The U.S. Army has granted Antoinette Slovik a hearing on her petition for $68,000 in benefits she claims is due her following her husband's execution for desertion in 1945.

The hearing is set for June 15 before the Army's Board for the Correction of Military Records in Washington.

Pvt. Eddie Slovik, the only American soldier shot for desertion since the Civil War was made famous in a book and later a TV dramatization which portrayed him as a tragic victim ground up in official machinery.

His widow at 62 crippled and suffering from epilepsy lives on Social Security checks in a Detroit nursing home.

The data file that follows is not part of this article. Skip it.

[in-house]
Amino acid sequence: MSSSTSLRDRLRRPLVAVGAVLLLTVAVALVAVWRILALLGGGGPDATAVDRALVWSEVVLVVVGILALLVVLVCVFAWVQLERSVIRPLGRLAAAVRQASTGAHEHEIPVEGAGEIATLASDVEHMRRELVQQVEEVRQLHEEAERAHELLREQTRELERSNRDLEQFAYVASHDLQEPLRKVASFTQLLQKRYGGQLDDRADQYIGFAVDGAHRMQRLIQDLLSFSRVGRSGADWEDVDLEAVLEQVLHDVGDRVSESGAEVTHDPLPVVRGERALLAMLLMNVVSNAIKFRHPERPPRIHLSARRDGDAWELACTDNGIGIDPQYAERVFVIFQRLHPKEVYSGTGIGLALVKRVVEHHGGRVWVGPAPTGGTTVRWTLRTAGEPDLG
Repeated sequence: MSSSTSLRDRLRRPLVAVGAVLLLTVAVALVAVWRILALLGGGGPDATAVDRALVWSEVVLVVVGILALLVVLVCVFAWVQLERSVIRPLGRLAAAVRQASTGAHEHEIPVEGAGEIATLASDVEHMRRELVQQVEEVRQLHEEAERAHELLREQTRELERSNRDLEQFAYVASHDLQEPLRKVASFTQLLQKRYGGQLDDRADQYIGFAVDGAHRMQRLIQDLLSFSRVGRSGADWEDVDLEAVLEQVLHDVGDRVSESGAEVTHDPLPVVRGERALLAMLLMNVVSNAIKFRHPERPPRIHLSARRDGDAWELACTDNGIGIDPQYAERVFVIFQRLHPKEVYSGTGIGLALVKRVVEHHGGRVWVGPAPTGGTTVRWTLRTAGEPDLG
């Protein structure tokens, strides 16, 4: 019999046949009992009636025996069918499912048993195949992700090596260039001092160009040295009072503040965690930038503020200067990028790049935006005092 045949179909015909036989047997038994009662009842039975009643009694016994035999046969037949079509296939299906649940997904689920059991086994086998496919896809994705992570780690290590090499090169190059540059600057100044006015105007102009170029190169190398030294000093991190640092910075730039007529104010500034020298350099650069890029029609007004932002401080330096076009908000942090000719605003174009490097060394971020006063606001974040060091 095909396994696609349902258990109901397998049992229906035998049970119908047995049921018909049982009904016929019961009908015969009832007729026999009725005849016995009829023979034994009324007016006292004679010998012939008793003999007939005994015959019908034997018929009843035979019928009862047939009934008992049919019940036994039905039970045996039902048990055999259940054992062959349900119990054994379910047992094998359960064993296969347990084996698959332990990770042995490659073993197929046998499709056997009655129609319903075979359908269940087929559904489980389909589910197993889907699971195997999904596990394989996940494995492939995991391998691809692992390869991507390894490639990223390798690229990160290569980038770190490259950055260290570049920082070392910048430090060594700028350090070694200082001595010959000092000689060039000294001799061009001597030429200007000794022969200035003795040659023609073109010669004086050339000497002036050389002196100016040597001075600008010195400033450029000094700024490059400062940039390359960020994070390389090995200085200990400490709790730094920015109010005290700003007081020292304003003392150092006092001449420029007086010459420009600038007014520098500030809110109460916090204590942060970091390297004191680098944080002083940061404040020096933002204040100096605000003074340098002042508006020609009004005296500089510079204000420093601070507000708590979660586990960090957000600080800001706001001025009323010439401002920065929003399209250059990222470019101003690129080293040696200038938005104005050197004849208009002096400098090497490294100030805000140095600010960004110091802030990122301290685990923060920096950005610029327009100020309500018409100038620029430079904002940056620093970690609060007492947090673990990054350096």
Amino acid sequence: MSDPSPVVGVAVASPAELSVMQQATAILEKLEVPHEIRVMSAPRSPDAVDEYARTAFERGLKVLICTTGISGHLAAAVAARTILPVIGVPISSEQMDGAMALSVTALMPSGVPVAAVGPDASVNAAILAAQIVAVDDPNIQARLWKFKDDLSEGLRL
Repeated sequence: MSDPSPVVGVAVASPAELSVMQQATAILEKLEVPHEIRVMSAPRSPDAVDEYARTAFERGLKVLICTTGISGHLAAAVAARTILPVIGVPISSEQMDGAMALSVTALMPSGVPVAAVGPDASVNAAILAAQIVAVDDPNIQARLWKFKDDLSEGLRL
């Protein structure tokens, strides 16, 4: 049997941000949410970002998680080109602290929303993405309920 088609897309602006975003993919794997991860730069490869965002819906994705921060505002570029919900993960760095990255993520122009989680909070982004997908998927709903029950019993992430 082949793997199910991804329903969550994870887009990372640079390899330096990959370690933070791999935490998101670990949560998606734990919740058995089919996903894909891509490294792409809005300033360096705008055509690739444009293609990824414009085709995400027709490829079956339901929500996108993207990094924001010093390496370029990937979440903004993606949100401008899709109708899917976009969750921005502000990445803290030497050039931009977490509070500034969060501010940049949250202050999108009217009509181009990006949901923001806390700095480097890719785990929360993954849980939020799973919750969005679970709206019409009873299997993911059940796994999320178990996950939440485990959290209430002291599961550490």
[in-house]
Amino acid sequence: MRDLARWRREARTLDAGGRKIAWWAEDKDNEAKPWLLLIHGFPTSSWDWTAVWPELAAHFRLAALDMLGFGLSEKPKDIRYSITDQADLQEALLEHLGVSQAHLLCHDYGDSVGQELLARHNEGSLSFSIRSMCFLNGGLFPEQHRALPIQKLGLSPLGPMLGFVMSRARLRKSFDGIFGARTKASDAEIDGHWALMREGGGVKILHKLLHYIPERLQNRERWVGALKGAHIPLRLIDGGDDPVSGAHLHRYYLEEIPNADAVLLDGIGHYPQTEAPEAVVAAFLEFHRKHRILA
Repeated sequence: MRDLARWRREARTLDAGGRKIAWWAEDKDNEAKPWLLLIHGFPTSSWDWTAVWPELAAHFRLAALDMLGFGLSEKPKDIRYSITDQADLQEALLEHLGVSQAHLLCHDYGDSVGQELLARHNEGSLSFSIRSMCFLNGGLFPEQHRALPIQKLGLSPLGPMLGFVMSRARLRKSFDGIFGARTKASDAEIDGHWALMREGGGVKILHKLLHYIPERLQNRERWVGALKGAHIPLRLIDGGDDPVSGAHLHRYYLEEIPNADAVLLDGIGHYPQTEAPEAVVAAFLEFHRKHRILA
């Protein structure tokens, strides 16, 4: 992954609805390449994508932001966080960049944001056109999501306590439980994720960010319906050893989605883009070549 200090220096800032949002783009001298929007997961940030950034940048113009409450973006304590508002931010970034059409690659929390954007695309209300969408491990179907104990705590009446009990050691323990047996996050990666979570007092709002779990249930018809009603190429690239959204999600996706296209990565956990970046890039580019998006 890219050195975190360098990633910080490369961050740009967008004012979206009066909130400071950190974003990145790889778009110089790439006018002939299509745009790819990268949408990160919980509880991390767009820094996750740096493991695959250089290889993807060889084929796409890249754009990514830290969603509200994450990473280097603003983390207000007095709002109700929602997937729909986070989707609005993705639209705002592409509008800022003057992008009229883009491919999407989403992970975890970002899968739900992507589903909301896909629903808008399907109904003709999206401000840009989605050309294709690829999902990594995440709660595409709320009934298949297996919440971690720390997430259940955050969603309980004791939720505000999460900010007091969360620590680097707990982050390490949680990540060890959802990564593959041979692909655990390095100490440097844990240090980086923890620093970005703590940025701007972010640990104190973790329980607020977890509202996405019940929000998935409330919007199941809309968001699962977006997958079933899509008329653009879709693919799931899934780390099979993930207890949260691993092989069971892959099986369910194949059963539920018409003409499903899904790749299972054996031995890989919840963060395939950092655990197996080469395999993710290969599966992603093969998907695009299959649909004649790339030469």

Her attempts to claim the benefits of the $10,000 insurance policy for which her husband paid $6.70 a month date back to the Eisenhower administration.

Her attorney, Bernard Edelson says that with 32 years of accured interest, the policy is now worth $68,000.

Military authorities have argued that the manner of Slovik's death rendered the policy invalid.

Edelson said witnesses at the hearing will include Slovik's commanding officer during basic training and author William Bradford Huie, who researched Slovik's life for the book he published in 1954.